The Year of Magical Thinking By Joan Didion

I have never read a book by Mrs. Didion but her writing is obviously very good and extremely easy to read. She has been writing for a while and I am actually embarrassed that I haven’t read her before especially since this is a very tender book. In the space of a year her adult daughter is hospitalized several times with a series of infections and neurological issues and she loses her husband. What she writes about in this book is her reactions, responses and what she sees as his almost supernatural ability to foresee his death – maybe. Her transparency is duly noted. She remembers the minutia of details of their lives together and then forgetting altogether what she had made for dinner that last night with him. She also goes into some detail of how she has to explain to their only daughter more than once of her father’s death as her daughter had been hospitalized, is intubated and just plain doesn’t remember her mother’s explanations from before due to trauma. Excruciating to say the least.

What is heart wrenching is her lack of a soul mate, for want of a better word, to share dreams, goals and expectations with. She had been married just short of 40 years when he died. I know we all deal with grief but she writes quite succinctly about the way her mind worked or didn’t work in different situations; how she would avoid areas of town where they had lived or restaurants they would frequent. I can only imagine that this was some sort of mechanism for self preservation.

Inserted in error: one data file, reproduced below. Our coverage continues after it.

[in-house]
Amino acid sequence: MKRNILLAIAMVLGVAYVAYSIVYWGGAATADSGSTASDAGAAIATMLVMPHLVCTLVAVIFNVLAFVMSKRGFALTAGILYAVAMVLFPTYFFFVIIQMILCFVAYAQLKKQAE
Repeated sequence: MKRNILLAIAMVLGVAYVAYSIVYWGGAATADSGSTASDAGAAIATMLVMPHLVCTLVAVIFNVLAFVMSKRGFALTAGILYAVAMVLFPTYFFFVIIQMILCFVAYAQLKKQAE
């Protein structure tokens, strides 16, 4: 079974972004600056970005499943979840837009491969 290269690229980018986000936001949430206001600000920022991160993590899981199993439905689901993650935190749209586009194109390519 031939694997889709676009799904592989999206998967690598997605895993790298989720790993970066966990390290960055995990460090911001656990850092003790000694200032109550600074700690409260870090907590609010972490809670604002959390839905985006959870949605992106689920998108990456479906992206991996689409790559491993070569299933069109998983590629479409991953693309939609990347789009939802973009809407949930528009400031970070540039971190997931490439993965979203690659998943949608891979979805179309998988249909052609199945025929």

I picked this book up as it was on the reading list at my daughter’s high school, I had never read Didion and like to be aware of what is on the reading lists. I have to say that this is probably a great book for teenagers with a sometimes unhealthy view of their mortality and Mrs. Didion does a spectacular job of re-creating her emotions.

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